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Publication numberUS7071164 B2
Publication typeGrant
Application numberUS 10/219,329
Publication dateJul 4, 2006
Filing dateAug 15, 2002
Priority dateAug 16, 2001
Fee statusPaid
Also published asUS20030096757
Publication number10219329, 219329, US 7071164 B2, US 7071164B2, US-B2-7071164, US7071164 B2, US7071164B2
InventorsStephen Quirk, Ilona F. Weart
Original AssigneeKimberly-Clark Worldwide, Inc.
Export CitationBiBTeX, EndNote, RefMan
External Links: USPTO, USPTO Assignment, Espacenet
Anti-cancer and wound healing compounds
US 7071164 B2
Abstract
The invention provides inhibitors of matrix metalloproteinases that are useful as anti-tumor agents and for treating wounds. The inhibitors are peptides having sequences related to cleavage regions of the proenzyme forms of matrix metalloproteinases. The peptide inhibitors of the invention can be formulated into therapeutic compositions, lotions, creams, skin covering and wound dressings that inhibit expression of vascular endothelial growth factor and encourage healing.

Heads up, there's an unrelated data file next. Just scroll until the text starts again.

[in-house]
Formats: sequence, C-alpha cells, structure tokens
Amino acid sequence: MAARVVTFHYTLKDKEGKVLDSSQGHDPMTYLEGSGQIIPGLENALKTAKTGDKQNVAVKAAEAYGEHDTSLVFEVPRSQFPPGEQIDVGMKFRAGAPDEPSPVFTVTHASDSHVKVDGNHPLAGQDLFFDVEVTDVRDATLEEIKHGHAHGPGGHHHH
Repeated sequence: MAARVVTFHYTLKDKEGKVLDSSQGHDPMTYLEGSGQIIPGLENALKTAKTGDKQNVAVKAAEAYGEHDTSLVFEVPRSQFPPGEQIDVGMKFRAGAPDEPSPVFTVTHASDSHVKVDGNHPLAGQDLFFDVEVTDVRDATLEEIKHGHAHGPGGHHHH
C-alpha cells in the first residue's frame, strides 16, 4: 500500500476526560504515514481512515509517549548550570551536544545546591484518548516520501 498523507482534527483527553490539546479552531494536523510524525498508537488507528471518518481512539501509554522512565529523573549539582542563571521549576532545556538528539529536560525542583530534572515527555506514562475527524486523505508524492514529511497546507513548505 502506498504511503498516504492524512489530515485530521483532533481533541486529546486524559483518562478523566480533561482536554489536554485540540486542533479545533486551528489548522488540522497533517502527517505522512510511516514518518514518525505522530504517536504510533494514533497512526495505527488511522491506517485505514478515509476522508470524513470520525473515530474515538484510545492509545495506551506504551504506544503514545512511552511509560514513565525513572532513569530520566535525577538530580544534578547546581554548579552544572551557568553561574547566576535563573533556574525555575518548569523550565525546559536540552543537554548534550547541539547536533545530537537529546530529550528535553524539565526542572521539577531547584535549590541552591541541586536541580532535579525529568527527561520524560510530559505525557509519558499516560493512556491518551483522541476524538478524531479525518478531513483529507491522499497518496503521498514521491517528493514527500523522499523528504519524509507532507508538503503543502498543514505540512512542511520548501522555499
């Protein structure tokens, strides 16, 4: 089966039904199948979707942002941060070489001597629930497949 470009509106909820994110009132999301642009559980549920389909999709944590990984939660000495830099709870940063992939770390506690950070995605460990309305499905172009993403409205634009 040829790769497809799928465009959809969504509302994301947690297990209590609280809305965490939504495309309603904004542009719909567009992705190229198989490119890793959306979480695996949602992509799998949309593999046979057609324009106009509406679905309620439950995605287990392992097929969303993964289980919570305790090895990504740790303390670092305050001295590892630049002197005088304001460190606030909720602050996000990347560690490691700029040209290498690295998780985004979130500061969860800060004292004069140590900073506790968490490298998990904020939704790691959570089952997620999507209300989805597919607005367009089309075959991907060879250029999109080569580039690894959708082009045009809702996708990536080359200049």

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Claims(11)
1. A method for decreasing expression of vascular endothelial growth factor that comprises contacting a cell comprising a gene for vascular endothelial growth factor with an effective amount of a peptide that comprises SEQ ID NO:11, SEQ ID NO:12, or SEQ ID NO:13.
2. The method of claim 1 wherein the peptide comprises SEQ ID NO:11.
3. The method of claim 1 that further comprises locally administering the peptide to a tumor in a mammal.
4. The method of claim 3 wherein the tumor is metastatic, non-metastatic, vascularized, non-vascularized, hard or soft.
5. The method of claim 3 wherein the tumor is vascularized or may become vascularized.